Hungary’s path to pure zero depends on its ability to take action in seven sectors of the economy.

Prolonged heat waves, frequent droughts, heavy rains: these are just some of the effects experienced by Hungary and the rest of the European Union as a result of climate change. To prevent the worsening effects of global warming – damage to infrastructure, biodiversity loss and public health problems, among others – Hungary seeks to reduce man-made greenhouse gases (GHGs) that cause climate change. To that end, Hungary has passed a law in 2020 that requires a reduction in carbon emissions of at least 40 percent by 2030 compared to 1990 levels and the conversion of carbon neutral by 2050.

The actual process of decarbonisation depends on the unique economic and social context of each EU country. Given these factors, this report outlines the most effective way in which Hungary can achieve 55-60 percent emission reductions by 2030 and zero carbon emissions by 2050. It identifies actions in each major sector of the economy, assesses the relevant costs and benefits, and examines how the transition to zero contributes to economic competitiveness and energy security.

Hungarian emissions in context

Among the 27 EU countries, Hungary is the fifth country with the lowest emissions per capita and the ninth largest in terms of emissions relative to GDP.

Emissions of CO2-equivalent (CO2e) in Hungary in the 20th century increased by 2.4% annually (CAGR), leading to an increase of almost tenfold. Emissions began to decline in the mid-1980s, as Hungary shifted from centralized planning and exports of heavy industry to a more market- and service-oriented economy. By 2019, emissions were reduced to 64 metric tons (MT) 2 CO2e from 95 tons CO2e in 1990, leading to an average annual decline of 1.4 percent over the period. At the same time, Hungary has experienced annual GDP growth of 1.7 percent, demonstrating the potential for significant economic growth without increasing carbon emissions (Guide 1).

Exhibit 1

The path to pure zero with seven sectors

In Hungary, as in Europe, all greenhouse gas emissions fall into seven sectors: electricity, industry, transport, buildings, agriculture, waste, land use and forestry (collectively called LULUCF for land use, land use change and forestry). LULUCF are natural emission reduction mechanisms. To achieve cost-optimal decarbonisation by 2050, each sector will need to use new and existing technologies in a specific and consistent process. Our report outlines this process, demonstrating that Hungary can reduce its carbon emissions by 55-60 percent by 2030 and reach net zero by 2050 in a cost-effective and cost-effective way (Handout 2).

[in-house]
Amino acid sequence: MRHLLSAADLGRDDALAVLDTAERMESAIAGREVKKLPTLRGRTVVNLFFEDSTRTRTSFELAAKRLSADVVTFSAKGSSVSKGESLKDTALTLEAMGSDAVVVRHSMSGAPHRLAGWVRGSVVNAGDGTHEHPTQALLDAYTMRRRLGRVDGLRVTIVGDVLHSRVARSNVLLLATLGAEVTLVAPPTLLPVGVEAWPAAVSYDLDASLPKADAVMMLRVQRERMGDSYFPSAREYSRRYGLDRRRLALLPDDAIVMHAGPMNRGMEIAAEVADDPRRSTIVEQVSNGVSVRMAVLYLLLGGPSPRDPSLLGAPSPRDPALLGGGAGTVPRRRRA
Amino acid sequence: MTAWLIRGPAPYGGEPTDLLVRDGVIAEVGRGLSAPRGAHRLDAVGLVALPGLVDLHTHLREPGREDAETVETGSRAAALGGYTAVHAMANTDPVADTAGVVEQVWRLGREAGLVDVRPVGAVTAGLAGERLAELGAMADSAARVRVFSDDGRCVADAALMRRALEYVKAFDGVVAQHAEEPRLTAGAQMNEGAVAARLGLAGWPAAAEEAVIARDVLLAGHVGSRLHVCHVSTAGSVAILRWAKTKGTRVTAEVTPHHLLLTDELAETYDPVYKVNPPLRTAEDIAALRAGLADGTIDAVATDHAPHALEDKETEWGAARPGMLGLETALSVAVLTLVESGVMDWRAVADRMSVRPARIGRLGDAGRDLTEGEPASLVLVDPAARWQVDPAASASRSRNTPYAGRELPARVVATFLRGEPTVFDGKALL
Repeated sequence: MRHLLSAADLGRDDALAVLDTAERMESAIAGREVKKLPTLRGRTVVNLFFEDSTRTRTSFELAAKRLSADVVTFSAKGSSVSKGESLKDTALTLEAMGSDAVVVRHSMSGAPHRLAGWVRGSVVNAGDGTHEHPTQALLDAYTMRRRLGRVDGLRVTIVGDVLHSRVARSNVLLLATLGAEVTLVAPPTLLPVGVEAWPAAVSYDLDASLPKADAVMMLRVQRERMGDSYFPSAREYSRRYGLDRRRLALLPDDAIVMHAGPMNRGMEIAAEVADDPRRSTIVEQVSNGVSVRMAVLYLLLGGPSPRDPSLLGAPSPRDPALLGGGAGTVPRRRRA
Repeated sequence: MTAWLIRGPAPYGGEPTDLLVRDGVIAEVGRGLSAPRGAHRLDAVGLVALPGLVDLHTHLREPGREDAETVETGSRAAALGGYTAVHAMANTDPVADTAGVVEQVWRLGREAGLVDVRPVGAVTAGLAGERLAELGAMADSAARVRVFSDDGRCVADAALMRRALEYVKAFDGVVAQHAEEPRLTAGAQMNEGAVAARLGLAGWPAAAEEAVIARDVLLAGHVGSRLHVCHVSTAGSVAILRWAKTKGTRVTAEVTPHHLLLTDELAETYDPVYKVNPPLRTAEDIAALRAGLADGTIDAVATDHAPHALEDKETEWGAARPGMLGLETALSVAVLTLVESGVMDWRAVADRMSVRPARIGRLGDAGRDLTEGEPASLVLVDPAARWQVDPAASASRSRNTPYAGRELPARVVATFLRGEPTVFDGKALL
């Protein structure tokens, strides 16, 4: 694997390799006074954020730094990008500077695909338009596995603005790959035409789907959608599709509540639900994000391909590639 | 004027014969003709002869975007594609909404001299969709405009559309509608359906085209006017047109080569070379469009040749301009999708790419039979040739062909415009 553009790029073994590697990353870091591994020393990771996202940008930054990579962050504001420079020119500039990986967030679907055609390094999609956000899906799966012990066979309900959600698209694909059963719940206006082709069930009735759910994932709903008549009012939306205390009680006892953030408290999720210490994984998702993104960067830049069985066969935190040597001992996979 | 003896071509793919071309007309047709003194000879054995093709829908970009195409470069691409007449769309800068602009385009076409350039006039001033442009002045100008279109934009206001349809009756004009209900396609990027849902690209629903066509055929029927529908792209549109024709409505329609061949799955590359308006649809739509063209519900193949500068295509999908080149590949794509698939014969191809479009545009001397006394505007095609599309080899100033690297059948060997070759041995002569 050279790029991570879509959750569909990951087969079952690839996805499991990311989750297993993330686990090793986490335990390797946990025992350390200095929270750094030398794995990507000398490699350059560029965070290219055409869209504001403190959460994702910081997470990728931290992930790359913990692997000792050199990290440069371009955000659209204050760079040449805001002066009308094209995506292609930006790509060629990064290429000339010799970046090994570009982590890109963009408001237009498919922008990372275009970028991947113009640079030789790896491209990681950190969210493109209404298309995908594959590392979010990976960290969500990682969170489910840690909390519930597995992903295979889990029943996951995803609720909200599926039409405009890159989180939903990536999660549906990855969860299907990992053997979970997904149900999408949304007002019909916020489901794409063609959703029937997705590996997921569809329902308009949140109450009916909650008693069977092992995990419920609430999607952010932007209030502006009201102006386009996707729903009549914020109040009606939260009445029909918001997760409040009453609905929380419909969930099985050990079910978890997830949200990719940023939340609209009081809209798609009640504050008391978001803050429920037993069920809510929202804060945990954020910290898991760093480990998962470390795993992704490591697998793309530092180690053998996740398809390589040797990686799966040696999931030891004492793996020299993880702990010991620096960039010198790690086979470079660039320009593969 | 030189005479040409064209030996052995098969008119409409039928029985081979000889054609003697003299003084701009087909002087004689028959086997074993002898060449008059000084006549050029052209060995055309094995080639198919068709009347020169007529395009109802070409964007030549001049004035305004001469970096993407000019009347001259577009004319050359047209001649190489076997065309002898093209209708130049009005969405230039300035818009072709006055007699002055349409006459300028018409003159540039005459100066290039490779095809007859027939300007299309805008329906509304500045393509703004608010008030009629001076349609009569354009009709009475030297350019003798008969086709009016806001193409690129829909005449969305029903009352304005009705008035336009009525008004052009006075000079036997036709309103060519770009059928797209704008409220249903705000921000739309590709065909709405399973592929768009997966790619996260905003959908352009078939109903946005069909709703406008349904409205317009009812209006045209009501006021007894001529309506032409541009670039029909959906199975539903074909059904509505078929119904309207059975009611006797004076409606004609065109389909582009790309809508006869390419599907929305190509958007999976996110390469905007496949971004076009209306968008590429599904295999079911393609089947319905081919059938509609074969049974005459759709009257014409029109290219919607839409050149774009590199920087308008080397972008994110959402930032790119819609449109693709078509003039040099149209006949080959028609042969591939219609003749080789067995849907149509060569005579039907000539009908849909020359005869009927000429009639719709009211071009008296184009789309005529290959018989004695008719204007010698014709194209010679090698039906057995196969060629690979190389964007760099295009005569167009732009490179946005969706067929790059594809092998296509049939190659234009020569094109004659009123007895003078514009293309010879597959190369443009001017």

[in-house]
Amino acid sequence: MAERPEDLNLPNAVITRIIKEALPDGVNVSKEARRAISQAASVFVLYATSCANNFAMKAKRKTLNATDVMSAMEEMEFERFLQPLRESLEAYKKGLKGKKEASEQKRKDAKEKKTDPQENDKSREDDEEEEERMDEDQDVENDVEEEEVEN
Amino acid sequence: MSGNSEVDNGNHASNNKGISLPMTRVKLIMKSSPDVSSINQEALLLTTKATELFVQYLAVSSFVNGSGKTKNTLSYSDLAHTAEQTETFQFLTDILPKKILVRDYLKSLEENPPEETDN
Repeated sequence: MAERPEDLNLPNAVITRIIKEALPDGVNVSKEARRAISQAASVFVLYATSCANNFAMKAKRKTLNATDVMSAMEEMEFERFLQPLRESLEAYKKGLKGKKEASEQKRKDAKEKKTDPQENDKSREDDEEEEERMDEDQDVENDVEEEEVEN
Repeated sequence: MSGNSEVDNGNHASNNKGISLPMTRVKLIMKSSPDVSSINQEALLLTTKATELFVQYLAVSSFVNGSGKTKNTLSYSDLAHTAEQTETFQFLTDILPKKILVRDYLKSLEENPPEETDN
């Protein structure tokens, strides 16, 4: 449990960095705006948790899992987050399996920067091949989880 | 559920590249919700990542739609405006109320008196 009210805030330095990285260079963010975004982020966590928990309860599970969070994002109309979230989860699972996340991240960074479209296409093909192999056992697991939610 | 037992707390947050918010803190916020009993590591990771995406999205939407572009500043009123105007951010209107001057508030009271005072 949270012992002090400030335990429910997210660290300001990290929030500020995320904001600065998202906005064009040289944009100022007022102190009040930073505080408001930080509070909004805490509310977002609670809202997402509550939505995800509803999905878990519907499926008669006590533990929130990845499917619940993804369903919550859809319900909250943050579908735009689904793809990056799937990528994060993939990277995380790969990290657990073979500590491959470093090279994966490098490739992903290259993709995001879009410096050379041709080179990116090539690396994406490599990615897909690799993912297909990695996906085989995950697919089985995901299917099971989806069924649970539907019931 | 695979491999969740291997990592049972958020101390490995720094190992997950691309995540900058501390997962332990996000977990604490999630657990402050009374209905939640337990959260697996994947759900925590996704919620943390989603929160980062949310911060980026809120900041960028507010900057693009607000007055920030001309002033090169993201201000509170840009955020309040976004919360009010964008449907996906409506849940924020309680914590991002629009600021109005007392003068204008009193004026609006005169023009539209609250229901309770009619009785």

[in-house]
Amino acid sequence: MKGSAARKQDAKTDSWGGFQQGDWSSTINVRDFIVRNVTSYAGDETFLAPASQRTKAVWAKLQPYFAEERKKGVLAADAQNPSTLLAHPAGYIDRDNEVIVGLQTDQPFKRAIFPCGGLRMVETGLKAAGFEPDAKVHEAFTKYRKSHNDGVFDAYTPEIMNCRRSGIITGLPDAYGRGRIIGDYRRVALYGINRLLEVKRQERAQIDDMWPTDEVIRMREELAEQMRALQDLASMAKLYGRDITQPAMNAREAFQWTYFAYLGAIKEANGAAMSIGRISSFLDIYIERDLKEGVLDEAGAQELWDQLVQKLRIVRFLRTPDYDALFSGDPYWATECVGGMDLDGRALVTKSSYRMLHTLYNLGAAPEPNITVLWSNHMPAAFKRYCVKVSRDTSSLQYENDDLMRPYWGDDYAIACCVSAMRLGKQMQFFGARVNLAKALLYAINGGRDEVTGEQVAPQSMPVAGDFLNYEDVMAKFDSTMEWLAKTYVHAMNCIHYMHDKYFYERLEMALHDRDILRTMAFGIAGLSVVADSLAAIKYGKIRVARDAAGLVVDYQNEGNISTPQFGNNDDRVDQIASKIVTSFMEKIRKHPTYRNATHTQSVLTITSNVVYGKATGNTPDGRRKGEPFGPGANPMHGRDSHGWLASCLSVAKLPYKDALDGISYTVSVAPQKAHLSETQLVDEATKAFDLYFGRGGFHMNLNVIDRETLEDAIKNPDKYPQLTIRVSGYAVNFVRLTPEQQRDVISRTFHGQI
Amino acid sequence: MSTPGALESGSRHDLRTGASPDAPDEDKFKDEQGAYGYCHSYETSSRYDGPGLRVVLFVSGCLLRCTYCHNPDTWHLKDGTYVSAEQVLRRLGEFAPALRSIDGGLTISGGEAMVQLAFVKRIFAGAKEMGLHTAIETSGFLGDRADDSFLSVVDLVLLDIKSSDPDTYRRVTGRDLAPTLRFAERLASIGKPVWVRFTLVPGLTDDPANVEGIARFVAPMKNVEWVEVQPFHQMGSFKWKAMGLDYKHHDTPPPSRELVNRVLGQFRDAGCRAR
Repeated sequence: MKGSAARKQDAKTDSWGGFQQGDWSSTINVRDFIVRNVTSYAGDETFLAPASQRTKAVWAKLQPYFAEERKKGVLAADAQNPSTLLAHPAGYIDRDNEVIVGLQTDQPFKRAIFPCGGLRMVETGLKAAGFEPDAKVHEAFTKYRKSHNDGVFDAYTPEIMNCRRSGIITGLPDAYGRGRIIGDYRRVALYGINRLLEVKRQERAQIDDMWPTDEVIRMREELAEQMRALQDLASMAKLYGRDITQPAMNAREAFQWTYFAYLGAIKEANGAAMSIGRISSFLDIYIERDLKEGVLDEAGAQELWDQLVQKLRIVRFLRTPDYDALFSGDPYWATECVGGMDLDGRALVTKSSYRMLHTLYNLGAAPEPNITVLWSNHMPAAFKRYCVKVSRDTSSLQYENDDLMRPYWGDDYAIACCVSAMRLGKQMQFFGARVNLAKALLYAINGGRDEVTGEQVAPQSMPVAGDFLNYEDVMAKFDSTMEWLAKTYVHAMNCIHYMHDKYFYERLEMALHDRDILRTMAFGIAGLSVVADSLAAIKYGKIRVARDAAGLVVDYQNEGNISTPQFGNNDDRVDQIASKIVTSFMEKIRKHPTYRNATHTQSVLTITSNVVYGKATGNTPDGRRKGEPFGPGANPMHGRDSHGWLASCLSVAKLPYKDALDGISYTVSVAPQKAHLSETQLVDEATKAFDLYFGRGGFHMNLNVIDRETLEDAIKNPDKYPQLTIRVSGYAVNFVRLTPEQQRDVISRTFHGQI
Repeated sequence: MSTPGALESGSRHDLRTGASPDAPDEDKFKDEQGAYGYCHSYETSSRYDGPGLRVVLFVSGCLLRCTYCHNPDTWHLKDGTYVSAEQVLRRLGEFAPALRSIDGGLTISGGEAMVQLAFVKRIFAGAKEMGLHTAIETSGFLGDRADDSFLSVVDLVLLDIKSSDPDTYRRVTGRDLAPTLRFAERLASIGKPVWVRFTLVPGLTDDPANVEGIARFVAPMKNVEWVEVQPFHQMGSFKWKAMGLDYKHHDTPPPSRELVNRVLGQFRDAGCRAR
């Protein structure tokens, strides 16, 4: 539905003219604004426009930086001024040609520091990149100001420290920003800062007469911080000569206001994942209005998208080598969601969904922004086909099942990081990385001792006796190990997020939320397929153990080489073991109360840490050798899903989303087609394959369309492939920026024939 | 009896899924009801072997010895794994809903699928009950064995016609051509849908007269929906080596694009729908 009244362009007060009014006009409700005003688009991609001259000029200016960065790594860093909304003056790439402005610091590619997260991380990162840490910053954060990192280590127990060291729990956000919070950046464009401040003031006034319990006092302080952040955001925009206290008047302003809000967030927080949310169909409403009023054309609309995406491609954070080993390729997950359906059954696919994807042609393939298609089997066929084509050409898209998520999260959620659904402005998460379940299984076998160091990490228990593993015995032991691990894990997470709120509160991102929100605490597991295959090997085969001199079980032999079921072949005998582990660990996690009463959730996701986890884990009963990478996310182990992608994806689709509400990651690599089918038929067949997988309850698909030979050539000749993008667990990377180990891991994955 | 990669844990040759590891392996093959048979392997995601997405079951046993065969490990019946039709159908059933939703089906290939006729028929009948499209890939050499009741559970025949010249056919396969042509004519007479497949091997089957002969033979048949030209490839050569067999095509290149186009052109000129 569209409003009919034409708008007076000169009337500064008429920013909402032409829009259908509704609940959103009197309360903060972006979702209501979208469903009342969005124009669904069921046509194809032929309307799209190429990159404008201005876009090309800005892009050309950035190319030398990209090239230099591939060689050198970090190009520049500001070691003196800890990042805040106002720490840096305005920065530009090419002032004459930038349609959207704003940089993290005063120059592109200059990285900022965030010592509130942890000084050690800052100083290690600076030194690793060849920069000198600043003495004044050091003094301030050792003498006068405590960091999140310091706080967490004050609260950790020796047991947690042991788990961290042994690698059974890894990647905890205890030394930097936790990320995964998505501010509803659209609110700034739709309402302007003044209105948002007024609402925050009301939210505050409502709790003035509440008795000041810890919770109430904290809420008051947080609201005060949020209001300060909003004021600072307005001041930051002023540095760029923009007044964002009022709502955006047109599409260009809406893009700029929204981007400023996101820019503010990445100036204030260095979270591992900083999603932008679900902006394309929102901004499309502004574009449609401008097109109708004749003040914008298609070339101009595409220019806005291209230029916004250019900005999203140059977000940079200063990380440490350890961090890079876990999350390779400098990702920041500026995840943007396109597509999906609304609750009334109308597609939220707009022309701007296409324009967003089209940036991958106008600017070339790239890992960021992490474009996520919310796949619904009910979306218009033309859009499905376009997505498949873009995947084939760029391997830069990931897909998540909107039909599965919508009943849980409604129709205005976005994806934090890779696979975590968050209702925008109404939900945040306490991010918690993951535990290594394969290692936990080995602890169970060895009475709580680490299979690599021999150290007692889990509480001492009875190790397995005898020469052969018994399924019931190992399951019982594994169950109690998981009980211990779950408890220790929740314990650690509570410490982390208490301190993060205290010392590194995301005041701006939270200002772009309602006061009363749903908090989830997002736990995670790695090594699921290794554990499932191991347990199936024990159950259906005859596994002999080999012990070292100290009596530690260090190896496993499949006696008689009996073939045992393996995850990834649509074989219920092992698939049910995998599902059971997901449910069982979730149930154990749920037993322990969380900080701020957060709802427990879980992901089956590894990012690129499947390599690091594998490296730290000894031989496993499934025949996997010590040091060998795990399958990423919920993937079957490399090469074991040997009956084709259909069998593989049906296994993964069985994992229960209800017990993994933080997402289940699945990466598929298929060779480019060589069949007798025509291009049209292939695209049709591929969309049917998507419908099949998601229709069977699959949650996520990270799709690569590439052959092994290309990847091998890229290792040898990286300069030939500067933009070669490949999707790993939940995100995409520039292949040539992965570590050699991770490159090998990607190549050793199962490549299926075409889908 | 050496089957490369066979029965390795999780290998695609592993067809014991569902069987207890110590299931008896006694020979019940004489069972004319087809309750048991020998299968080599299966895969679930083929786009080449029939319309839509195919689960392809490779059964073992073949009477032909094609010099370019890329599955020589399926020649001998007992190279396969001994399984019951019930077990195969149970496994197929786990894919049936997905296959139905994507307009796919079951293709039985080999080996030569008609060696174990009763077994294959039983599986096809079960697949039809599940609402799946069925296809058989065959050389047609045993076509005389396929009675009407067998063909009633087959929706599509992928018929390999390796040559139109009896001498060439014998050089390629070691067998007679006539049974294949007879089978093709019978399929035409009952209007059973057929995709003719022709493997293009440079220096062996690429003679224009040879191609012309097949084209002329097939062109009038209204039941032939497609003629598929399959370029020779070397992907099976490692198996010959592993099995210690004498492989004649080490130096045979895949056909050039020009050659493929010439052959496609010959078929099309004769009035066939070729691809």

Exhibit 2

Hungary could achieve about 55 to 60 percent reductions in carbon emissions by 2030 and net zero by 2050.

Of course, the road ahead will be both difficult and expensive. We estimate that Hungary will need capital investment ranging from € 150 billion to € 200 billion from now until 2050, with a quarter of the investment expected by 2030.

The good news is that our study shows that Hungary can not only achieve these ambitions, but will also reap long-term economic benefits. These include annual GDP growth of 2-2.5 percent; increasing the competitiveness of sectors that make up about 30 percent of the economy; reduction of operating costs throughout the economy; and the creation of 80,000 to 100,000 new jobs. In addition, decarbonisation can increase Hungary’s energy security by increasing the share of domestic primary energy from 27 to 76 percent by 2050.

Below are some of the highlights of Hungary’s optimal path forward, by sector.


Industry accounts for 33 percent of total carbon emissions, which is the largest source of carbon emissions in Hungary. This sector will be one of the most difficult to decarbonize because of its complexity. Most of the mechanisms needed to reduce industrial emissions in Hungary are unavailable or unavailable on a large scale, and we expect this to be the case by the 2030s.

Meanwhile, the industry could achieve a 30 percent reduction in emissions by 2030 with improved energy efficiency in heavy industry. And it could offset some industrial emissions that are difficult to reduce, through carbon sequestration, use and storage. Any residual emissions will be offset outside the sector, for example in natural carbon sinks such as forests.


Hungary’s transport sector is the second largest source of carbon emissions in the country, with a total of 22 percent, with the majority coming from road transport.

Electrification of passenger transport and wider use of Hungary’s already extensive public transport network will lead to significant reductions in emissions over a decade. Falling battery costs and accelerating the use of rechargeable electric vehicles (BEVs) on a scale will make BEVs competitive compared to traditional vehicles with internal combustion engines in the 2020s.